Due diligence is the complex process of assessing a potential investment and ensuring it is a sound one. It involves the gathering, classifying, and analyzing of large volumes of data.
Given its very nature, it’s the perfect field for data analytics, which can speed processes up and assess the quality and reliability of data.
Due Diligence at a Glance
First, let’s look at the steps involved in due diligence to give you a clearer overview of the impact data analytics can have:
- Data gathering: This used to be a lengthy and tedious process. It involves the accumulation of data from all stakeholders across numerous fields, from finances to sales, from marketing to legal. Data gathering is usually the most complex and potentially most difficult part of due diligence.
- Data consolidation: This step involves the storing and classifying of all data gathered. Poorly organized data is notoriously difficult to analyze. Consolidation should be executed as well as possible, with the use of various tools and a human element involved to ensure all data is labeled correctly and allotted its proper place and importance.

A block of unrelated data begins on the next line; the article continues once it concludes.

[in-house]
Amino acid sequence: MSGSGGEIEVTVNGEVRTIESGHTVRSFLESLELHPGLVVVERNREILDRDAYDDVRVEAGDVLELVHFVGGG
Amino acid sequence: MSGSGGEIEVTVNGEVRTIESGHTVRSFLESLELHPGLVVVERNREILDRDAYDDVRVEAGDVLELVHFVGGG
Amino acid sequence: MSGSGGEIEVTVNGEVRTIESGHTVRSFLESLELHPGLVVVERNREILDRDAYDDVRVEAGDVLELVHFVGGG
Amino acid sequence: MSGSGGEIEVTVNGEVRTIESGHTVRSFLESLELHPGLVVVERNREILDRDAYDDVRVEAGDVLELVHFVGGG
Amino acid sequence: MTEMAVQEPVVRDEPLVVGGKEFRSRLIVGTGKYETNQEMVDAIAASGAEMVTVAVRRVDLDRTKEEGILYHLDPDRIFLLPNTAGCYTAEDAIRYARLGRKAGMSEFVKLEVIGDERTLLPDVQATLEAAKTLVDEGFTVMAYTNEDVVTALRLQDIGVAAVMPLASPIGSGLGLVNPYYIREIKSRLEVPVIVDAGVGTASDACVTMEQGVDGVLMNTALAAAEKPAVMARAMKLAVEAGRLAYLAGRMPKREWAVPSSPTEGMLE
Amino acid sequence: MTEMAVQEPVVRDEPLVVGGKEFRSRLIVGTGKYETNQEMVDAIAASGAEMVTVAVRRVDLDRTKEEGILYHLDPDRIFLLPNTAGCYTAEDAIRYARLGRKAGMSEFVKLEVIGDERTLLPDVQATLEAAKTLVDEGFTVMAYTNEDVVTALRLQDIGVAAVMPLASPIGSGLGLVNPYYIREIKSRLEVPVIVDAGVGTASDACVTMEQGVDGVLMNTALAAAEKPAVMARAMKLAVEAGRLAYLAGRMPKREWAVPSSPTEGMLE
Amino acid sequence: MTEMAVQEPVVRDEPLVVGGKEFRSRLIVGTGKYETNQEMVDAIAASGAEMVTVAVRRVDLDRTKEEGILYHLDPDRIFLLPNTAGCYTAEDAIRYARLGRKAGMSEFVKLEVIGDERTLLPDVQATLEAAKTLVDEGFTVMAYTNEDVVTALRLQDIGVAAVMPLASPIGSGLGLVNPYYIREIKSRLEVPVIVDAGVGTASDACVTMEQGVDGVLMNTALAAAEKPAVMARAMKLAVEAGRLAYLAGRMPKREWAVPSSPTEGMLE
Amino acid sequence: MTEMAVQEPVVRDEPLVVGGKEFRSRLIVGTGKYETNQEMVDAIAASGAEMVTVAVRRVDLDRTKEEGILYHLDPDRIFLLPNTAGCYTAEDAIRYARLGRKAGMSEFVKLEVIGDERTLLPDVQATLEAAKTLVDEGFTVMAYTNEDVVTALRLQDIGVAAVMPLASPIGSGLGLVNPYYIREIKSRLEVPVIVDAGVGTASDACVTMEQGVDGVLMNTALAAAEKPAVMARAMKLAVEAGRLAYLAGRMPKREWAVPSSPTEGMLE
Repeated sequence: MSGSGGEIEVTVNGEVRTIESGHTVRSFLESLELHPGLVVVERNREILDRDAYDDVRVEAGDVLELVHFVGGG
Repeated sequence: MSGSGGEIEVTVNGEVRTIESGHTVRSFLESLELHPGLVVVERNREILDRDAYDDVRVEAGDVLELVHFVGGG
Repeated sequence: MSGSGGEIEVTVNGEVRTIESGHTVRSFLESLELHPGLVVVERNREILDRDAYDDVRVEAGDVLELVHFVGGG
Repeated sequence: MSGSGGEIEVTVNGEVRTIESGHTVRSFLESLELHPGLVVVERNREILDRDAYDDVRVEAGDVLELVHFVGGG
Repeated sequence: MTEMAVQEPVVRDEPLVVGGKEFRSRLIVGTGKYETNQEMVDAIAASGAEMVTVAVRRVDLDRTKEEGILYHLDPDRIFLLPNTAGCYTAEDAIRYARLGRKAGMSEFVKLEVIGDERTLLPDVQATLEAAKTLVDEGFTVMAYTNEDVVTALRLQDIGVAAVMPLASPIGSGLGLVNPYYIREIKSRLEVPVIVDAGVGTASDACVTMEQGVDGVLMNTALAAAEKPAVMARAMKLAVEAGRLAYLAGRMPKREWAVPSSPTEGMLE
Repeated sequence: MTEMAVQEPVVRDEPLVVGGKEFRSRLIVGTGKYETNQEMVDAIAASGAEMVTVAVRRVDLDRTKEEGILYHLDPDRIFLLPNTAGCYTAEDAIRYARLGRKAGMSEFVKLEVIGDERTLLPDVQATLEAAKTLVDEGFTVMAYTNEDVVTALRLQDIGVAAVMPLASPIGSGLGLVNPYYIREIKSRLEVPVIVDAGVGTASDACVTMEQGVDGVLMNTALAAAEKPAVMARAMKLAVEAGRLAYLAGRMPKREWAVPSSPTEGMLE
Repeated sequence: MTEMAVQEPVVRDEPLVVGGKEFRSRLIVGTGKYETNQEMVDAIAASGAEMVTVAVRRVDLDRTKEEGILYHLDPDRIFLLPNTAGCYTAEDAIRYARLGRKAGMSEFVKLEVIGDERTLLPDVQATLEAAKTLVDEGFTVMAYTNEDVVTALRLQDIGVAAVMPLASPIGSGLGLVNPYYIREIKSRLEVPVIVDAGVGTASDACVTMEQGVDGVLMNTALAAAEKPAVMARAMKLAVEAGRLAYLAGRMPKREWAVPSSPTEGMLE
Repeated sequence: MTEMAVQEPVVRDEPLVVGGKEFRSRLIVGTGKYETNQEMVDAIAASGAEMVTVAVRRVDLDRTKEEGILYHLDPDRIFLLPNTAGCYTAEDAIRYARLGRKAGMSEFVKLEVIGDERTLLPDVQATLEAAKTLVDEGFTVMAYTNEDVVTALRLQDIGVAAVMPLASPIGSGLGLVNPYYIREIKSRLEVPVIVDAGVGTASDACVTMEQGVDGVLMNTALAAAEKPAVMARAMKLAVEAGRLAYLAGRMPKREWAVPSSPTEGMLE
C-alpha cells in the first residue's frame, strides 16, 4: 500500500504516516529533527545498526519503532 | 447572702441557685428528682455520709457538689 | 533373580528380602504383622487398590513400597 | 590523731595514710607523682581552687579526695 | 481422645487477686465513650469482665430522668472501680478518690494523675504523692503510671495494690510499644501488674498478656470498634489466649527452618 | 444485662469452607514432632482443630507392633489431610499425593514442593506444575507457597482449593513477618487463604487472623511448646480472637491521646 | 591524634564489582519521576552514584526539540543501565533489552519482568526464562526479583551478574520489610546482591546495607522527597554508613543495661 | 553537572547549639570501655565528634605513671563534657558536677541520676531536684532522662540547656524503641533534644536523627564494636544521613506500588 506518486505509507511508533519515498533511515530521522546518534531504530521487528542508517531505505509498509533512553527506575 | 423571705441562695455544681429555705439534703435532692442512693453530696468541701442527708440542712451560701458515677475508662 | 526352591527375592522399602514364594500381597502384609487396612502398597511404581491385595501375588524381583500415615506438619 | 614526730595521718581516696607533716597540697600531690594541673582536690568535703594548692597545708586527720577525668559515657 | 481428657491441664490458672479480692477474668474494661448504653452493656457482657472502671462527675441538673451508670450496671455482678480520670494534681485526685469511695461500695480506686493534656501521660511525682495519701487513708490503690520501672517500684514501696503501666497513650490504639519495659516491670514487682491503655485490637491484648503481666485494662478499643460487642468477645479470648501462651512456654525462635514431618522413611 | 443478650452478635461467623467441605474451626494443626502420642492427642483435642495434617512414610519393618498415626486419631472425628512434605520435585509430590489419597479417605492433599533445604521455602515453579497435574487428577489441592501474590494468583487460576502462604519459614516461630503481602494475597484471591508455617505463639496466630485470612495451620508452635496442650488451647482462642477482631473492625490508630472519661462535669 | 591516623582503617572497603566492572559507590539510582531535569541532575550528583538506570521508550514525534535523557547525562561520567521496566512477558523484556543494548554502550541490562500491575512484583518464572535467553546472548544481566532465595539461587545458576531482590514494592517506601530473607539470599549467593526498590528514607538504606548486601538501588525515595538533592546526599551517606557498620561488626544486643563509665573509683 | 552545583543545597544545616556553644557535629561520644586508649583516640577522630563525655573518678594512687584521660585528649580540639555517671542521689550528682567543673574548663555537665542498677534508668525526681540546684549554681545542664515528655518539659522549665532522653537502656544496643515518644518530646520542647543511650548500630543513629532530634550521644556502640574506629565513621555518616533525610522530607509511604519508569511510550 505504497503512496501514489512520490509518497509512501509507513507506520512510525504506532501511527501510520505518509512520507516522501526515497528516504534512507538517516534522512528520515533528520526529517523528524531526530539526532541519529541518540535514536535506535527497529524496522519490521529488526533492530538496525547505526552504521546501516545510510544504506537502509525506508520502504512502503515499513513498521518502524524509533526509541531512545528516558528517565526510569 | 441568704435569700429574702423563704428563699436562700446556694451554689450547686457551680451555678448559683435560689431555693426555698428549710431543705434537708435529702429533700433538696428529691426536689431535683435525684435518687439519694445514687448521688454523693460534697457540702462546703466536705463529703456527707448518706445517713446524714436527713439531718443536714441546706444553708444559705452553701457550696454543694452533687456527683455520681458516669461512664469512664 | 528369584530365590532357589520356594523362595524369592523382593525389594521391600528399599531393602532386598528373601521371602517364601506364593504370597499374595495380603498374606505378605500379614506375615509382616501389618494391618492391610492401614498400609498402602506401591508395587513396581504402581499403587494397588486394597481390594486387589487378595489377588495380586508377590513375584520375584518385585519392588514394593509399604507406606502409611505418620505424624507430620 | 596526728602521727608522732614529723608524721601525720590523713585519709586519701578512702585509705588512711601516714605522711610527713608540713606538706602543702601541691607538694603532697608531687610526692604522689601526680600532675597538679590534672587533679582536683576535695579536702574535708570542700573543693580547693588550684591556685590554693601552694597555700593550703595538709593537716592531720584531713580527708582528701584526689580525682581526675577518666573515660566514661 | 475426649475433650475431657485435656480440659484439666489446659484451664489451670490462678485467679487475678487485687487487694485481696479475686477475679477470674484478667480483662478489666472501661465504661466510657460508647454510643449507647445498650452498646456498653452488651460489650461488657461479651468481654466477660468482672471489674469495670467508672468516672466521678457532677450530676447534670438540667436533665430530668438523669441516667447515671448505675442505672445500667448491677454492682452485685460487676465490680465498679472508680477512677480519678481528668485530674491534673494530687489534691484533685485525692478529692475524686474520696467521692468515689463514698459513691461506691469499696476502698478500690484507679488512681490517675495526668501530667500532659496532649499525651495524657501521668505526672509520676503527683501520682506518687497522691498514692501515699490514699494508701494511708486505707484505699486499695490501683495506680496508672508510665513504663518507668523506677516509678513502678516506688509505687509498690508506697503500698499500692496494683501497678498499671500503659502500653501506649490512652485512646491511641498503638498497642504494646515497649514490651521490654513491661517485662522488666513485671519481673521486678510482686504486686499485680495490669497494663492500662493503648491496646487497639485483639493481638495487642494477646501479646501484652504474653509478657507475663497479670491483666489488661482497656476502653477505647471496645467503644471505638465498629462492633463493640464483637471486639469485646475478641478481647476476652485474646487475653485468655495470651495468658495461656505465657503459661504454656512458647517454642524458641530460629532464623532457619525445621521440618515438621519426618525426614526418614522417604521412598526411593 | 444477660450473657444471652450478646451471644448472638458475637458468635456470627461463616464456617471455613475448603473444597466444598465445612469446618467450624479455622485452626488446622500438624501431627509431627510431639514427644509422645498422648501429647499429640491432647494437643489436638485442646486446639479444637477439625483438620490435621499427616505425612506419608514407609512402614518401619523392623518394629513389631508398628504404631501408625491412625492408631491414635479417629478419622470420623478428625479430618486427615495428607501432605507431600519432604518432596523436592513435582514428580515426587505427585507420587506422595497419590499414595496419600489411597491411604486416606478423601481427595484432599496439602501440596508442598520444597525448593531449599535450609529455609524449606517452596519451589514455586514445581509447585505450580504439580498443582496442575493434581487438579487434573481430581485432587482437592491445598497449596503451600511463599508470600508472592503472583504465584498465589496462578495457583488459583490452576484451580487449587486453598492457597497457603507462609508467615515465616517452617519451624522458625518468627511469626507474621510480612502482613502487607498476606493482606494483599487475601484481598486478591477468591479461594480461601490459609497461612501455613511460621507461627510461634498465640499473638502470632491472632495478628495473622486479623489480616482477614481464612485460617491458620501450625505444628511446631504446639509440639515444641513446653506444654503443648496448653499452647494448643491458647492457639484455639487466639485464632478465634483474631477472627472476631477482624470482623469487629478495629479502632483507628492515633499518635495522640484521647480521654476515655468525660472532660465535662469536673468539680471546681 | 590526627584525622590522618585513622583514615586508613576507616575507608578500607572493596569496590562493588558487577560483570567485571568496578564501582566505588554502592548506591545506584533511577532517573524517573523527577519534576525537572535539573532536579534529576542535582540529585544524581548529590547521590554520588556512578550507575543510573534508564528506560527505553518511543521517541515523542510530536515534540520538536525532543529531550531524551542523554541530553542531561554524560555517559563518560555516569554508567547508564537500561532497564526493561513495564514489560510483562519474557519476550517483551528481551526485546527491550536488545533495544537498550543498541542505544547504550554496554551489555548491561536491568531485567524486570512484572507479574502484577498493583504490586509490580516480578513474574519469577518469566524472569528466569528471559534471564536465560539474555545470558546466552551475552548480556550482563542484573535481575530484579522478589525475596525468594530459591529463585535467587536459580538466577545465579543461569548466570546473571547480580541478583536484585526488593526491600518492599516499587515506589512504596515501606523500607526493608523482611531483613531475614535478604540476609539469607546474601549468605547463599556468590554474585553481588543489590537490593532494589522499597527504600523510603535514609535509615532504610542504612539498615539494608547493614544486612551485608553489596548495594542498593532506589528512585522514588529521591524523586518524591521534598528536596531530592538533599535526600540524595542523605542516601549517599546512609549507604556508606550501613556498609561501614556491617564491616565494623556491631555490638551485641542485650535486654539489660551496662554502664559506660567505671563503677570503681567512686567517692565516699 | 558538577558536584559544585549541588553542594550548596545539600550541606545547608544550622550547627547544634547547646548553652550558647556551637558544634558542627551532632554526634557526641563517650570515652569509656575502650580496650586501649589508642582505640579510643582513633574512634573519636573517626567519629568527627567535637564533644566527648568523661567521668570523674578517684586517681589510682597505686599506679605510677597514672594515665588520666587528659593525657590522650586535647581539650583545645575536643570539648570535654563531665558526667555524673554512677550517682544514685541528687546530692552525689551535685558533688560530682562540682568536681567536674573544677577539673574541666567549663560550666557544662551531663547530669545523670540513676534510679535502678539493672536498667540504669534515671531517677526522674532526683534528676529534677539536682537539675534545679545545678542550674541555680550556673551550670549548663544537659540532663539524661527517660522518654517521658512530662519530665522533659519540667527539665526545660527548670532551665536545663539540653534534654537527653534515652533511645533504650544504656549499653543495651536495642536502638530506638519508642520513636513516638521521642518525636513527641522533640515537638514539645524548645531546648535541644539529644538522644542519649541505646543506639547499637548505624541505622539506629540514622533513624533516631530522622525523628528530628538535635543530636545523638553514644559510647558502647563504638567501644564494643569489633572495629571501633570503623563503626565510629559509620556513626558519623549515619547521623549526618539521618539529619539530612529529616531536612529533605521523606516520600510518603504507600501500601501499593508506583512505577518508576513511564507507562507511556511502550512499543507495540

- Data analysis: The analysis and comparison of data aims to determine potential risks and yields. This is where data analytics and AI can truly help and make the process more efficient and cost-effective.
- Reporting: The final step entails drafting a document that summarizes all the key findings and suggestions.
Now, let’s explore how data analytics can improve this process.
Speed Up Traditional Due Diligence Processes
The biggest challenge of due diligence used to be extracting reliable data in a timely manner from a multitude of sources. There is only so much a human being can read and analyze in the course of a workday.
With the help of data analytics solutions and APIs, data can be accumulated and even classified and organized in a fraction of the time. Missing data or incorrectly formatted data can be discovered more quickly, and issues with data quality can also be highlighted before the analysis itself begins.
Data analysis tools support the creation of standardized data models, which can then be used to analyze data on vendors, contracts, customers, or inventory. They can also aid the analysis of revenues or EBITDA and help make future projections.
It is important to note that a measure of human oversight should still be retained. If data is incorrectly formatted or labeled, the data analytics tool may utilize it incorrectly, which is why it’s key to double-check your data and its sources before moving on to the analysis stage.
Help Challenge Assumptions
In order to save time and money in the traditional due diligence process, data quality was assumed based on the source and various external or internal factors. Due diligence companies can thus miss or overlook threats or potential by assuming a certain piece of data is correct or incorrect.